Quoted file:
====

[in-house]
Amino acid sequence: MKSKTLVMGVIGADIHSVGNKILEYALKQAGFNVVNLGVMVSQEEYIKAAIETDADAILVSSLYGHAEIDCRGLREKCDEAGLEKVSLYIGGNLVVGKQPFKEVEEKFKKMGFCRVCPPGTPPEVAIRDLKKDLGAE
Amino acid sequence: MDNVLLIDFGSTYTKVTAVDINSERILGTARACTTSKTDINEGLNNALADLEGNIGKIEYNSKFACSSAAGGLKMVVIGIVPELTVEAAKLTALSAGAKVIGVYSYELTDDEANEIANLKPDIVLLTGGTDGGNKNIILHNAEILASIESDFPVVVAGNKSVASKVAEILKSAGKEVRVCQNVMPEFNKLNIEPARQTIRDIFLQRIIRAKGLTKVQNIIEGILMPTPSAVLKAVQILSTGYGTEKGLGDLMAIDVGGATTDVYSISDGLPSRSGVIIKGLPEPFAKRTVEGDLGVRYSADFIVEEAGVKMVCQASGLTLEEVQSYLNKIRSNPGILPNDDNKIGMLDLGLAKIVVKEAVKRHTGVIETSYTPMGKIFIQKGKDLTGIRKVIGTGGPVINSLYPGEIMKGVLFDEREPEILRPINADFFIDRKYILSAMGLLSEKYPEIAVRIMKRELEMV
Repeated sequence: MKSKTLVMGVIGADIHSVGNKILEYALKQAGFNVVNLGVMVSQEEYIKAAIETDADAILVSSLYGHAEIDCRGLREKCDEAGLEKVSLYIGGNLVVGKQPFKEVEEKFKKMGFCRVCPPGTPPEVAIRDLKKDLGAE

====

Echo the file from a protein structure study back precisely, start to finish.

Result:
[in-house]
Amino acid sequence: MKSKTLVMGVIGADIHSVGNKILEYALKQAGFNVVNLGVMVSQEEYIKAAIETDADAILVSSLYGHAEIDCRGLREKCDEAGLEKVSLYIGGNLVVGKQPFKEVEEKFKKMGFCRVCPPGTPPEVAIRDLKKDLGAE
Amino acid sequence: MDNVLLIDFGSTYTKVTAVDINSERILGTARACTTSKTDINEGLNNALADLEGNIGKIEYNSKFACSSAAGGLKMVVIGIVPELTVEAAKLTALSAGAKVIGVYSYELTDDEANEIANLKPDIVLLTGGTDGGNKNIILHNAEILASIESDFPVVVAGNKSVASKVAEILKSAGKEVRVCQNVMPEFNKLNIEPARQTIRDIFLQRIIRAKGLTKVQNIIEGILMPTPSAVLKAVQILSTGYGTEKGLGDLMAIDVGGATTDVYSISDGLPSRSGVIIKGLPEPFAKRTVEGDLGVRYSADFIVEEAGVKMVCQASGLTLEEVQSYLNKIRSNPGILPNDDNKIGMLDLGLAKIVVKEAVKRHTGVIETSYTPMGKIFIQKGKDLTGIRKVIGTGGPVINSLYPGEIMKGVLFDEREPEILRPINADFFIDRKYILSAMGLLSEKYPEIAVRIMKRELEMV
Repeated sequence: MKSKTLVMGVIGADIHSVGNKILEYALKQAGFNVVNLGVMVSQEEYIKAAIETDADAILVSSLYGHAEIDCRGLREKCDEAGLEKVSLYIGGNLVVGKQPFKEVEEKFKKMGFCRVCPPGTPPEVAIRDLKKDLGAE